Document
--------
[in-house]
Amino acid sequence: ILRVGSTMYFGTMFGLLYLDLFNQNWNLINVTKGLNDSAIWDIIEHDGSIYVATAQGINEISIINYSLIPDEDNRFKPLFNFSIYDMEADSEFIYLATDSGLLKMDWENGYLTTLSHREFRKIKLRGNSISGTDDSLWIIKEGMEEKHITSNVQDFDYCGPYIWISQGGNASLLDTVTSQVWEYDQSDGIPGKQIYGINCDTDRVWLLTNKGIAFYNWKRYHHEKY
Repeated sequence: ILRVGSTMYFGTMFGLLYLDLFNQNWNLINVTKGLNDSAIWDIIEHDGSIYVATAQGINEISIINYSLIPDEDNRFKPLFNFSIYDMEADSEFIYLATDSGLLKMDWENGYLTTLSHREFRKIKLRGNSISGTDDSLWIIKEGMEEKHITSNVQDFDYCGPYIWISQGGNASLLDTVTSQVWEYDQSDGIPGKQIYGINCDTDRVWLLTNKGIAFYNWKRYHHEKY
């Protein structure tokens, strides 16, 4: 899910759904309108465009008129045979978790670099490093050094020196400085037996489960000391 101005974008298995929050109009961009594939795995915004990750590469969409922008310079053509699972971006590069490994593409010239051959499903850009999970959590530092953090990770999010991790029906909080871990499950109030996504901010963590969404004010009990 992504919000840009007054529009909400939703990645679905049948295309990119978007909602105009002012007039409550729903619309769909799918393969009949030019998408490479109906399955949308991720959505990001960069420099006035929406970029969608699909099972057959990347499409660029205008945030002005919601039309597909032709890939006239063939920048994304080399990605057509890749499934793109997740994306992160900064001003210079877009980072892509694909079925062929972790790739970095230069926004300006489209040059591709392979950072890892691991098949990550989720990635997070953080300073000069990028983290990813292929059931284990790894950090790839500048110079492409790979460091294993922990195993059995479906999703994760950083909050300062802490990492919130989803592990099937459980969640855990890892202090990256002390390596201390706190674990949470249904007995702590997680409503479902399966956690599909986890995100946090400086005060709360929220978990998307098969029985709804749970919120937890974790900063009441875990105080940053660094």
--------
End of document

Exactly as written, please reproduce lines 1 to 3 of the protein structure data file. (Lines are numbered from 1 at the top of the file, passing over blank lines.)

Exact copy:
[in-house]
Amino acid sequence: ILRVGSTMYFGTMFGLLYLDLFNQNWNLINVTKGLNDSAIWDIIEHDGSIYVATAQGINEISIINYSLIPDEDNRFKPLFNFSIYDMEADSEFIYLATDSGLLKMDWENGYLTTLSHREFRKIKLRGNSISGTDDSLWIIKEGMEEKHITSNVQDFDYCGPYIWISQGGNASLLDTVTSQVWEYDQSDGIPGKQIYGINCDTDRVWLLTNKGIAFYNWKRYHHEKY
Repeated sequence: ILRVGSTMYFGTMFGLLYLDLFNQNWNLINVTKGLNDSAIWDIIEHDGSIYVATAQGINEISIINYSLIPDEDNRFKPLFNFSIYDMEADSEFIYLATDSGLLKMDWENGYLTTLSHREFRKIKLRGNSISGTDDSLWIIKEGMEEKHITSNVQDFDYCGPYIWISQGGNASLLDTVTSQVWEYDQSDGIPGKQIYGINCDTDRVWLLTNKGIAFYNWKRYHHEKY